Riggs Morales is looking for a unicorn. The vp A&R and artist development for Atlantic Records wants to find a “hybrid, bilingual monster” who can reach both Latin and mainstream audiences, Spanish speakers and English speakers. Where does he expect to find this artist? “I believe the next Drake, the next artist of that magnitude, will come from the Latin space,” he says.
For decades, labels have hunted exactly this kind of “monster”: Latin artists born and raised in the United States who can move fluidly between cultures and languages, reaching two distinct fan bases. But while one-off successes have popped up through the years, like Frankie J (whose 2005 album, The One, peaked at No. 3 on the Billboard 200), Pitbull (with his ubiquitous “Dale”) and, most recently, Camila Cabello — who embraced her Latin identity from the onset of her solo career — a sustained movement has never jelled. Even the artists of the so-called Latin explosion — Ricky Martin, Enrique Iglesias, Shakira, Marc Anthony — had to build solid careers in Spanish before attempting to cross over.
But now, a new generation of homegrown Latin acts is emerging in the United States, singing in a mix of languages and identifying first and foremost as Latin. “The world changed, and certain communities are no longer visitors but locals,” says Afo Verde, chairman/CEO of Sony Music Latin Iberia. “It’s not new, these U.S.-born artists with Latin roots. What’s new is that they’re now accepted.”
The range of artists is broad. There’s the Mexican-Americans: Cuco, 20, the bilingual, multigenre alt act who signed a seven-figure deal with Interscope in March, and Becky G, 22, who after launching her career in English with Dr. Luke perfected her Spanish and is releasing chart-toppers like “Sin Pijama” through Sony Music Latin. Recent Sony signee Paloma Mami, 19, was raised partly in Chile, but her bilingual trap reflects her New York upbringing. And Universal Music Latin’s expanding roster of homegrown talent includes Mariah, 19, born and raised in Miami but now living in San Juan, Puerto Rico; Fuego, 37, born to Dominican parents and raised in Washington, D.C.; and Sebastián Yatra, 24, born in Colombia, raised in the United States and making predominantly Spanish-language pop, though he caught Universal’s attention with English tracks.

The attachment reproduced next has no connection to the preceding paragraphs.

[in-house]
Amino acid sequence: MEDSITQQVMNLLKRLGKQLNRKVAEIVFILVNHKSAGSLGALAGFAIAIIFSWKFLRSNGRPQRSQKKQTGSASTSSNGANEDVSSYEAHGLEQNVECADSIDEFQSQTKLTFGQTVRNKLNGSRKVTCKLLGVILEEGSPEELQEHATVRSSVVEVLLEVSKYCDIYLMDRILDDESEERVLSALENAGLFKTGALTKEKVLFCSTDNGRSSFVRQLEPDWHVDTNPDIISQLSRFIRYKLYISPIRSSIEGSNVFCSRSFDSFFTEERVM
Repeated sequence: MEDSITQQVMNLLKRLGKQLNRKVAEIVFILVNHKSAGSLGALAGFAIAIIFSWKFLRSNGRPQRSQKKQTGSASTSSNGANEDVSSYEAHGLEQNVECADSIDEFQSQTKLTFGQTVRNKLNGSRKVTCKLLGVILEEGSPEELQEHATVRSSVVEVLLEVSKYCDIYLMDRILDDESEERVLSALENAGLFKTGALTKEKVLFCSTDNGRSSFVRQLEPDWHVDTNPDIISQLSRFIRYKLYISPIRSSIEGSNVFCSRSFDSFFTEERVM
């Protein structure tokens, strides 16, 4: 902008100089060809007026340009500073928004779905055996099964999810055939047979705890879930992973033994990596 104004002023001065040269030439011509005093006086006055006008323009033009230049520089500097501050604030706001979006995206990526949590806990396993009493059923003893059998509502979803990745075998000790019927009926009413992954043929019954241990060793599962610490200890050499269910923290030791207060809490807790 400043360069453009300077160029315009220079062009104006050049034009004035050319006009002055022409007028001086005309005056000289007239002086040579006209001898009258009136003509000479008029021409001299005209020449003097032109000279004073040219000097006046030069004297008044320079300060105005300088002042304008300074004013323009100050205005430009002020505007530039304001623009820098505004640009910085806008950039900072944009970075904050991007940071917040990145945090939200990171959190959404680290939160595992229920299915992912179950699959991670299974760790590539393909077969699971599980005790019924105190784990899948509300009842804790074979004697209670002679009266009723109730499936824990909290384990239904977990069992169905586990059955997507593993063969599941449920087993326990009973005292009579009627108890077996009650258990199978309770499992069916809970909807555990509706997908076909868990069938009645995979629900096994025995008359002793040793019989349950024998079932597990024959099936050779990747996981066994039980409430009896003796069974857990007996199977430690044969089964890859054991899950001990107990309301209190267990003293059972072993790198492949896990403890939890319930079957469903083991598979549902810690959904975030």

This wave of talent calls into question the long-held conventional wisdom that Latin labels should sign Latin artists who sing in Spanish, and mainstream labels would then take over their English-language projects. “We’re getting a lot of proposals from homegrown bilinguals who want to sing in Spanish,” says Alejandro Duque, managing director of Universal Music Latino. “A few years ago, they’d have wanted to sing in English first.”
“It was inevitable that with cultures colliding, all this great music would be heard on a bigger stage,” says Peter Edge, chairman/CEO of RCA Records. “Frankly, it was impossible for Spanish artists to get visibility before. The Latin explosion of the late ’90s was all in English. Now, even an Anglo artist sings in Spanish. Today, young people don’t care: They may not understand everything that’s being said, but they like the vibe. On both sides, there seems to be a willingness to share.”
The artists themselves have evolved, too. First-generation U.S.-born Latinos, who for years felt underrepresented at best and disenfranchised at worst, are now realizing there are many others like them. This, says Paradigm music agent Devin Landau, has allowed a new cohort of indie, mainly Chicano acts like Cuco and Chicago-based Omar Apollo, to gain a following among Latinos — because they identify as Latino — but also among non-Latinos because they sing primarily in English. “They have [Latin] music ingrained in their DNA,” says Landau. “They’re using these elements but creating a more modern sound that is palatable” to many ears.
Finding a bilingual, bicultural homegrown artist with more mass appeal remains elusive, however. “Not many people who have been creating Latin music all their lives understand how to make an ‘American’ song for an ‘American’ demographic,” says Lex Borrero, executive vp/head of Latin for Roc Nation, whose roster includes INNA, a Romanian who sings in Spanish and English, and Mexican-born, U.S.-based Victoria La Mala. By the same token, he adds, U.S.-grown artists who are Latin and bilingual don’t come with a built-in home country fan base. “Even guys who grew up here go back to Puerto Rico, blow up there and come back.”
But that is beginning to change. Aside from artists like Becky G and Dominican-American Leslie Grace, who have already had major chart successes in two languages, there’s Cabello. Born in Cuba but raised stateside and fluent in two languages, she has sung and posted messages to fans in Spanish since her days in Fifth Harmony. Says Edge: “I see a movement.”